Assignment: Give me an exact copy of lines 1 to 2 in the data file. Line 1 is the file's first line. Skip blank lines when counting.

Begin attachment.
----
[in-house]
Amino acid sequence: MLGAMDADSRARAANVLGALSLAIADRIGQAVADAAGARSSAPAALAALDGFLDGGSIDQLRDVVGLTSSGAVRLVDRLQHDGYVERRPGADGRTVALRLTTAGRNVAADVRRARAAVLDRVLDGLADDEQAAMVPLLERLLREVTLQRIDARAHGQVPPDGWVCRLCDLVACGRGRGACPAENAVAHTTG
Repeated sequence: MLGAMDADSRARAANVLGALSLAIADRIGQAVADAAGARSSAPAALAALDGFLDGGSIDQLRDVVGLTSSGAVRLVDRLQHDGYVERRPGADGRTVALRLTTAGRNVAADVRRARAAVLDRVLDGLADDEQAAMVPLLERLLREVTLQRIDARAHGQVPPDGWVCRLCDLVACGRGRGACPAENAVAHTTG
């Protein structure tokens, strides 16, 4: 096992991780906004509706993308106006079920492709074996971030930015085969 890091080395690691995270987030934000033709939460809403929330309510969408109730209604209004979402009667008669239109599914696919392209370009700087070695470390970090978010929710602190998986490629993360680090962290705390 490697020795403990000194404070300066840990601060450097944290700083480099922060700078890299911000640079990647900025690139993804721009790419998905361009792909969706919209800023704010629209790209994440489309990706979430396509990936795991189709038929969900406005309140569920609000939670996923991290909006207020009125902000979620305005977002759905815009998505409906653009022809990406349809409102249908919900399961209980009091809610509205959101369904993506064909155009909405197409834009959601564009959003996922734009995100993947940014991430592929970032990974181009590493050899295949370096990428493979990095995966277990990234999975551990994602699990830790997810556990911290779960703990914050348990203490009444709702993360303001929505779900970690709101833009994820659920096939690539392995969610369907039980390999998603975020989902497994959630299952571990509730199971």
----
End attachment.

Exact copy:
[in-house]
Amino acid sequence: MLGAMDADSRARAANVLGALSLAIADRIGQAVADAAGARSSAPAALAALDGFLDGGSIDQLRDVVGLTSSGAVRLVDRLQHDGYVERRPGADGRTVALRLTTAGRNVAADVRRARAAVLDRVLDGLADDEQAAMVPLLERLLREVTLQRIDARAHGQVPPDGWVCRLCDLVACGRGRGACPAENAVAHTTG